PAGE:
Australian Universities Must Include More Students From Ally Nations, Inquiry Suggests

Australia

An inquiry on national security threats in higher education and research sectors has recommended universities across Australia to recruit more students coming from the ally nations and make the international student groups more diverse.

The Cyber Security Cooperative Research Centre (CSCRC) suggested the Parliamentary Joint Committee on Intelligence and Security to expand international students and sources of research cooperation and funding by focusing on the development of beneficial partnerships with important allies, Erudera reports.

According to the CSCRC’s submission, the higher education and research sectors have been considered as easy targets for foreign spying over the years, relying mostly on international students as fee-paying undergraduates.

“Espionage and foreign interference will remain serious threats to Australia’s national security and, while there is no silver-bullet solution, risk management and mitigation strategies can help bolster the nation’s higher education and research sectors against intrusions,” the submission pointed out.

Data from the Department of Education, Skills and Employment revealed that Chinese students exceeded the number of students coming from other countries during 2019, the Canberra Times reports.

That year, 170,768 students in total were from China, accounting for 32 per cent of international students, the Canberra Times reports.

Whereas according to data published in 2018, 37 per cent of PhD students across Australia came from abroad, 75 of which were enrolled in majors related to science.

In addition, the CSCRC stated that focus should pass on involvement of students from nations that were socially, politically and strategically linked to Australia, claiming that such an action would strengthen the relations of Australia with its most crucial allies and promote worthwhile reciprocal partnerships.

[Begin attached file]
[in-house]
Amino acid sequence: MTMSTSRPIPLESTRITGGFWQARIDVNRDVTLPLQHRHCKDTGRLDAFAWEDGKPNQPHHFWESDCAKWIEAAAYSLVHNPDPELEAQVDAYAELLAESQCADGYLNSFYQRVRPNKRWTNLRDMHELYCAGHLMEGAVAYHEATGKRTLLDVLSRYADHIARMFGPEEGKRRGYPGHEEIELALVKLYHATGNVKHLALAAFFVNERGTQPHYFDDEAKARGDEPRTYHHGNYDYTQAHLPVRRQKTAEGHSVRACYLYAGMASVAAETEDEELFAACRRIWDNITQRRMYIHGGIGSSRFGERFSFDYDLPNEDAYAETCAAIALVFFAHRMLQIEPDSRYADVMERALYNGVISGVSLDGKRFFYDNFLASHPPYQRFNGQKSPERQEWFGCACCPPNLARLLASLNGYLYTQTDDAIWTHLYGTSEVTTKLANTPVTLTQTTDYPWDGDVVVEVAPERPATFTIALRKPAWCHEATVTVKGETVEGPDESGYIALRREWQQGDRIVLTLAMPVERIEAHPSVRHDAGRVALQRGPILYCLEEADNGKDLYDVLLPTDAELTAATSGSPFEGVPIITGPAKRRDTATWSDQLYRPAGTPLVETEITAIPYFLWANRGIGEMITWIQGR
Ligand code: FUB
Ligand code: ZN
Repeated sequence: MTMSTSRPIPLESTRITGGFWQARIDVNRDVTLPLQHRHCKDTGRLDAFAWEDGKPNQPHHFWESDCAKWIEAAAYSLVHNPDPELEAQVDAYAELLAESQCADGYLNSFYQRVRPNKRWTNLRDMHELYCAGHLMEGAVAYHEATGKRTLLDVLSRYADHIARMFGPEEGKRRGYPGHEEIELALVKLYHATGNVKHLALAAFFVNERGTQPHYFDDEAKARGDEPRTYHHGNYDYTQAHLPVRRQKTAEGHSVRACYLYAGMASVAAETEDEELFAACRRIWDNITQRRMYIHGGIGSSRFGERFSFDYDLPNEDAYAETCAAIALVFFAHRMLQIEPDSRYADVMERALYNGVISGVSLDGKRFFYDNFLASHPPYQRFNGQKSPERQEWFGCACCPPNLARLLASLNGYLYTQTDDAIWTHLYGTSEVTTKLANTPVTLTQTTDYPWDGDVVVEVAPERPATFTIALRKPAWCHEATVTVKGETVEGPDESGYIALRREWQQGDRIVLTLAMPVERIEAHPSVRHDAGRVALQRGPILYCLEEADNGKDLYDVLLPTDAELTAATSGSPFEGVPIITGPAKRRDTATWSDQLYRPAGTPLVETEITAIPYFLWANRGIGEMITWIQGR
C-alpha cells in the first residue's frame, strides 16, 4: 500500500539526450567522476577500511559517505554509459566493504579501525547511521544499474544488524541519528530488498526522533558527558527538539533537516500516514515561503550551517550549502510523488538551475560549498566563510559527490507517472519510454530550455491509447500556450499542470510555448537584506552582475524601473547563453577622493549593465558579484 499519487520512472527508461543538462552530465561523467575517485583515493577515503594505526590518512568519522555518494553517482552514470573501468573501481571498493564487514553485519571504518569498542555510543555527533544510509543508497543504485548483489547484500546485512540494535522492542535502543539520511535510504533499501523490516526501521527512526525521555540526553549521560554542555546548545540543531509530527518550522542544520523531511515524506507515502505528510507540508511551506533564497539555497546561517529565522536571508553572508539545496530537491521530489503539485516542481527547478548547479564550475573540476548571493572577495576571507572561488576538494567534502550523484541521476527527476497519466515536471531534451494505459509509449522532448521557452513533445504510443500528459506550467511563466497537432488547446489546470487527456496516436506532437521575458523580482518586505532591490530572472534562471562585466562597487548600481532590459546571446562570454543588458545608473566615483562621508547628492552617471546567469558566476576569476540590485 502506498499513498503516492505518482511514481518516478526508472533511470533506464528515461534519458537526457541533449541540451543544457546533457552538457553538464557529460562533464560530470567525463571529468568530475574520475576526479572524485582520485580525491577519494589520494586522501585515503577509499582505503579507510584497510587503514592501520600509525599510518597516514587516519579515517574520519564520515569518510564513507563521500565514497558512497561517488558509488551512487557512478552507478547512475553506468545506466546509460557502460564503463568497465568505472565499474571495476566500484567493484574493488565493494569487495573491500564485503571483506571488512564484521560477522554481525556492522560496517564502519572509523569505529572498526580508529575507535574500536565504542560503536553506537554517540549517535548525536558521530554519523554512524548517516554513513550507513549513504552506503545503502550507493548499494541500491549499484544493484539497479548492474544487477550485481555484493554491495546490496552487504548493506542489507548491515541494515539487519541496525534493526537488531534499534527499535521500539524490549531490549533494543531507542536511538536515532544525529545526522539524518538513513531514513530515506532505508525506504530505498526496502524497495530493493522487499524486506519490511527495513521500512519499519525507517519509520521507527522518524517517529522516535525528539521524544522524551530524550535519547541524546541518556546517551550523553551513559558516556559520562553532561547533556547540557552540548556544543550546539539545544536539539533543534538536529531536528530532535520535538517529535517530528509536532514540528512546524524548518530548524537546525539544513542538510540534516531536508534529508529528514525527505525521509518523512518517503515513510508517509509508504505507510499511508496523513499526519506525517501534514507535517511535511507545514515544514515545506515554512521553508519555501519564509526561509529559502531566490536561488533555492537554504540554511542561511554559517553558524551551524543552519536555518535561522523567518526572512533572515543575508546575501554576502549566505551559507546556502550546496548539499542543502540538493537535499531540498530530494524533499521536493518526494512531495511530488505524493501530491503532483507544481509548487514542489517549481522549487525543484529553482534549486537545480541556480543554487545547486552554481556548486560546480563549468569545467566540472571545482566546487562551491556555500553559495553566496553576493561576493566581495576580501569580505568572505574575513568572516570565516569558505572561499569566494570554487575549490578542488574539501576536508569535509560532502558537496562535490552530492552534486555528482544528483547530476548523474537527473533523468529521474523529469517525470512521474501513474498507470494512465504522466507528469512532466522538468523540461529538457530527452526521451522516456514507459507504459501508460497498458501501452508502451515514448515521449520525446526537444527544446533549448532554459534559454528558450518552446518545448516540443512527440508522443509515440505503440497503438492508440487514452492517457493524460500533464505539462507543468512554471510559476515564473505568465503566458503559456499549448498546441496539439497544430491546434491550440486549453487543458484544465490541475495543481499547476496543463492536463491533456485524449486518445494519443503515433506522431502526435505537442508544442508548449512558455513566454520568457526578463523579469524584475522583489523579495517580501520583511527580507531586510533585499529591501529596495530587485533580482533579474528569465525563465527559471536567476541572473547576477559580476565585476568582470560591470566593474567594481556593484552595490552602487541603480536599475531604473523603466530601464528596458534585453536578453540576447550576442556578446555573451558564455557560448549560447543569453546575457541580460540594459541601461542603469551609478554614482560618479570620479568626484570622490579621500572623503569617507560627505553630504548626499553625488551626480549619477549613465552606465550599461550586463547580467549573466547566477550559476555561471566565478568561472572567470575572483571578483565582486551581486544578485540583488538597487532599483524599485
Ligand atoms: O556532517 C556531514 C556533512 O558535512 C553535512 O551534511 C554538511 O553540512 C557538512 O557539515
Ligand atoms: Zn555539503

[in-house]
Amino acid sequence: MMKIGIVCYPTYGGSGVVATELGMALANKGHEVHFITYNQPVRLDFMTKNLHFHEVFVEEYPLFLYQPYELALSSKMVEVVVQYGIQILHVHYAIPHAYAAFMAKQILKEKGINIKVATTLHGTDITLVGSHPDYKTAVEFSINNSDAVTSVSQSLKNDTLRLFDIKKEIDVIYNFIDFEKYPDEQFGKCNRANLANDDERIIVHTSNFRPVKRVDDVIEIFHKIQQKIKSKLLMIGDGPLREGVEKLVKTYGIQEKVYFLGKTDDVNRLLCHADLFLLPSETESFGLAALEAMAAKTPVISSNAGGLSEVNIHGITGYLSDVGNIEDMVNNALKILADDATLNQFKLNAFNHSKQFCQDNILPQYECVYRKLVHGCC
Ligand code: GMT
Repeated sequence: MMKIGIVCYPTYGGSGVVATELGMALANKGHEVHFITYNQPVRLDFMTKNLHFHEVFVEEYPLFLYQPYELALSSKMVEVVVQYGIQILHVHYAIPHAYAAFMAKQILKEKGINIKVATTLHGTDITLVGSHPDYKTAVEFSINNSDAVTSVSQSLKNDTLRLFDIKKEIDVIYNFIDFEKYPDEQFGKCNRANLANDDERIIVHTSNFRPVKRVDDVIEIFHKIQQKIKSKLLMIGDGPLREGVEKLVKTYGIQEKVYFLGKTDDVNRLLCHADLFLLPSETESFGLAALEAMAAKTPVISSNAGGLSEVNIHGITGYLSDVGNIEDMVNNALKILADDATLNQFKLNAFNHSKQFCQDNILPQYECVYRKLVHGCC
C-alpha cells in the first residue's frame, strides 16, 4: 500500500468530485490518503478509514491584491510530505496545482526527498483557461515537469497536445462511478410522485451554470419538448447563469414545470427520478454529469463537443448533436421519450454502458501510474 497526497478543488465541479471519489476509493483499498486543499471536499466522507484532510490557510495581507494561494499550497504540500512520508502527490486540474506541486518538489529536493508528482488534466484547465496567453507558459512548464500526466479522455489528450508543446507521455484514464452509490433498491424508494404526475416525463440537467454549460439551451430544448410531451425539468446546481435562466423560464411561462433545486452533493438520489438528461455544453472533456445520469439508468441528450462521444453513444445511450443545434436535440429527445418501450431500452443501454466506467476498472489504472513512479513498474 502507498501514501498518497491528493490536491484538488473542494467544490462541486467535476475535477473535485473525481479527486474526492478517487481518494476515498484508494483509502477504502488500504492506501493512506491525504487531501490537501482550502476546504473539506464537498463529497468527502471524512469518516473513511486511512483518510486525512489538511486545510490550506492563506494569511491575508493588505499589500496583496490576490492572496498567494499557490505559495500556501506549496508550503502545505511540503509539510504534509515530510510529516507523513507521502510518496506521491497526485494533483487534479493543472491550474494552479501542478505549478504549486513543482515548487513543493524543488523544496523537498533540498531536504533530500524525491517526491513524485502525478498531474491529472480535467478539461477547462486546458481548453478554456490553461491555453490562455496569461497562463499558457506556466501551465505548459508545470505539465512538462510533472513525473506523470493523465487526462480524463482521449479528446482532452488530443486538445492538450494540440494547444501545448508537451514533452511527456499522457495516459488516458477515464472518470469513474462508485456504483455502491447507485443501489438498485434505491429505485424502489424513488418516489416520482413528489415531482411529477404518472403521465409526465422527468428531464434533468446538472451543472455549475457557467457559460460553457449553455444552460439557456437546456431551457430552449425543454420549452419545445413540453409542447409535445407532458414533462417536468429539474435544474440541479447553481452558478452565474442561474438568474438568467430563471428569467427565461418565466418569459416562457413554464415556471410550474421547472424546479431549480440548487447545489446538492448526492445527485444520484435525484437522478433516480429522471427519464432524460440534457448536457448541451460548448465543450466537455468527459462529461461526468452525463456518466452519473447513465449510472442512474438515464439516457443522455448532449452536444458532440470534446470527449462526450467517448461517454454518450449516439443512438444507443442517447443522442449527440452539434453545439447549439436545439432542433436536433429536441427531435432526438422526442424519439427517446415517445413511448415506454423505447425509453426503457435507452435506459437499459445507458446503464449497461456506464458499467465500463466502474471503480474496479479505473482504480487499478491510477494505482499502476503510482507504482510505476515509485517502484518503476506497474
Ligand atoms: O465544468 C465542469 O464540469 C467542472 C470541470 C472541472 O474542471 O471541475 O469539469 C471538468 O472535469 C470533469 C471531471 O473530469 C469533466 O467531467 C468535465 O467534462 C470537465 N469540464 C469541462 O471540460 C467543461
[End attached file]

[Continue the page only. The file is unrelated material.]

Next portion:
At the same time, it recommended the reinforcement of research partnerships with Australia’s strategic alliances, mentioning the Five Eyes and the Quad.

Among others, the submission from CSCRC highlighted the importance of cybersecurity and protection of data and intellectual property at institutions.

Following this, Universities Australia has urged the government departments and agencies to make sure that the policies are coordinated regarding risks, as well called on the University Foreign Interference Taskforce to protect universities against interventions as a primary body.

The Vice-Chancellor of the University of Canberra, Paddy Nixon, said that there is a need for more financial support for institutions and crucial portfolio agencies in order to stay in track with the increasing compliance requirements.

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